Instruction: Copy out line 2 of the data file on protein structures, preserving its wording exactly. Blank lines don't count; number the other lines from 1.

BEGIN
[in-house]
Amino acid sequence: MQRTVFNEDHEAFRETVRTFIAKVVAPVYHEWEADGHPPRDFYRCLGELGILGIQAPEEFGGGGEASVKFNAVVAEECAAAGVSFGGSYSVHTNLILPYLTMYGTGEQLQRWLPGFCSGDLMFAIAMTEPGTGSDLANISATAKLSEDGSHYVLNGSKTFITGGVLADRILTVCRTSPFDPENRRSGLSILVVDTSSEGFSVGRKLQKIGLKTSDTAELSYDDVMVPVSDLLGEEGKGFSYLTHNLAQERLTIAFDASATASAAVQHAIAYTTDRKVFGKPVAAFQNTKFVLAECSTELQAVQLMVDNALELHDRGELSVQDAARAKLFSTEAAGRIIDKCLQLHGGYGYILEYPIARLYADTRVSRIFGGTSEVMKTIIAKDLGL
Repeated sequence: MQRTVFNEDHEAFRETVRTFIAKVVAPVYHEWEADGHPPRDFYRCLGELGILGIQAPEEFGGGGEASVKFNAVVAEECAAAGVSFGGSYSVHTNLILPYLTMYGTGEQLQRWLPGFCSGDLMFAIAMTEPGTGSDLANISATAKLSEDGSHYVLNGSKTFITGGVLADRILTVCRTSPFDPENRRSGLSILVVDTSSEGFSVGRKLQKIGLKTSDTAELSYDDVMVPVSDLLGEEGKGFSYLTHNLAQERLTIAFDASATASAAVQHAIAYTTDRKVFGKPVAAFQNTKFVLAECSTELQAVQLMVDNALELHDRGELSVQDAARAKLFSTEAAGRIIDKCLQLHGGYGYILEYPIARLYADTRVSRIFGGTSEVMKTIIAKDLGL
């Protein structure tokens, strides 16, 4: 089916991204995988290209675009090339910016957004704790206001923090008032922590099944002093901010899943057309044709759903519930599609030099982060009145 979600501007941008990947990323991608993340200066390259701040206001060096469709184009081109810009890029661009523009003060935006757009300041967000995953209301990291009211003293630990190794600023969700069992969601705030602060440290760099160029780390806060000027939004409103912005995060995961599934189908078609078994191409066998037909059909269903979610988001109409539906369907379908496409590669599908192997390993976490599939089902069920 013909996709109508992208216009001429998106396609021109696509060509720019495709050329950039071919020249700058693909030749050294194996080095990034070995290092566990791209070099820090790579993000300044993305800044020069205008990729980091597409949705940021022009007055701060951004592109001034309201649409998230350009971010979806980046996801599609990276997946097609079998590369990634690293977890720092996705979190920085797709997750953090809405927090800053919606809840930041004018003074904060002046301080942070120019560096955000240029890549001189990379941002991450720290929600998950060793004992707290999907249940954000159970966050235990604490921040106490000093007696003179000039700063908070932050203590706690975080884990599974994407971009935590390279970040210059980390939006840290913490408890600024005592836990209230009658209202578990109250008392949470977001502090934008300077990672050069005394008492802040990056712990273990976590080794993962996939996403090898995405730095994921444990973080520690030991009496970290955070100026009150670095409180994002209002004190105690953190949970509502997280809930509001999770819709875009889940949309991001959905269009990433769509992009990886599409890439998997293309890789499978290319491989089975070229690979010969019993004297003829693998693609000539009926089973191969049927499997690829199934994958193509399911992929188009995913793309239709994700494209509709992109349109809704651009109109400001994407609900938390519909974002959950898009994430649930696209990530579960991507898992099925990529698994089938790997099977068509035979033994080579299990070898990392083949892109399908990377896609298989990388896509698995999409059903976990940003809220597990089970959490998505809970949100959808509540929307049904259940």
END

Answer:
Amino acid sequence: MQRTVFNEDHEAFRETVRTFIAKVVAPVYHEWEADGHPPRDFYRCLGELGILGIQAPEEFGGGGEASVKFNAVVAEECAAAGVSFGGSYSVHTNLILPYLTMYGTGEQLQRWLPGFCSGDLMFAIAMTEPGTGSDLANISATAKLSEDGSHYVLNGSKTFITGGVLADRILTVCRTSPFDPENRRSGLSILVVDTSSEGFSVGRKLQKIGLKTSDTAELSYDDVMVPVSDLLGEEGKGFSYLTHNLAQERLTIAFDASATASAAVQHAIAYTTDRKVFGKPVAAFQNTKFVLAECSTELQAVQLMVDNALELHDRGELSVQDAARAKLFSTEAAGRIIDKCLQLHGGYGYILEYPIARLYADTRVSRIFGGTSEVMKTIIAKDLGL